Cutaneous T-cell lymphomas (CTCL) are characterized by the presence of skin lesions containing malignant T cells in the background of a chronic inflammatory cell infiltrate. Early disease presents as limited skin patches or plaques and exhibits an indolent behavior. For many patients the disease never progresses but in approximately one third of patients the disease becomes progressive and the skin lesions start to expand and evolve.
Eventually, overt tumors develop and the malignant T cells may disseminate to the blood, lymph nodes, bone marrow and visceral organs, often with a fatal outcome. The transition from early indolent to progressive and advanced disease is accompanied by a significant shift in the nature of the tumor-associated inflammation. This shift does not appear to be an epiphenomenon but rather a critical step in disease progression.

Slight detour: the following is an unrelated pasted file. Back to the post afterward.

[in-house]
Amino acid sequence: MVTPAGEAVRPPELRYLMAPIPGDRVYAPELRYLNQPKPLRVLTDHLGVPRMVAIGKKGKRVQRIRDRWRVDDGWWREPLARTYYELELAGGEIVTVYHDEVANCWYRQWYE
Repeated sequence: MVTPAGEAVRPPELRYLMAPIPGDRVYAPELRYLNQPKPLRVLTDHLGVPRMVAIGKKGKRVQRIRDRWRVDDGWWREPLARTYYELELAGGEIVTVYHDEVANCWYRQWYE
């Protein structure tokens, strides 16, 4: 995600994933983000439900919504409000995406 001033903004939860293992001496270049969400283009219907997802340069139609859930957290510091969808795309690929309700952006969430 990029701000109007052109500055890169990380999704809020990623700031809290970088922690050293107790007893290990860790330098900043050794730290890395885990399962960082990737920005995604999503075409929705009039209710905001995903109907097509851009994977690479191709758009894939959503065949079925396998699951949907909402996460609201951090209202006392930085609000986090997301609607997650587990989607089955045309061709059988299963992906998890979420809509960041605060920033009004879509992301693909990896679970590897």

Emerging evidence supports that the malignant T cells take control of the inflammatory environment suppressing cellular immunity and anti-tumor responses while promoting a chronic inflammatory milieu that fuels their own expansion. Here we review the inflammatory changes associated with disease progression in CTCL and point to their wider relevance in other cancer contexts. We further define the term “malignant inflammation” as a pro-tumorigenic inflammatory environment orchestrated by the malignant T cells and discuss some of the mechanisms driving the development of malignant inflammation in CTCL.
Thorbjørn Krejsgaard1, Lise M. Lindahl2, Nigel P. Mongan3, Mariusz A. Wasik4, Ivan V. Litvinov5, Lars Iversen2, Erik Langhoff6, Anders Woetmann1, Niels Odum1
Christenze Thode1, Anders Woetmann2, Hans H. Wandall3, Michael C. Carlsson3, Klaus Qvortrup4, Claudia S. Kauczok5, Marion Wobser5, Andreas Printzlau6, Niels Ødum2 and Sally Dabelsteen1
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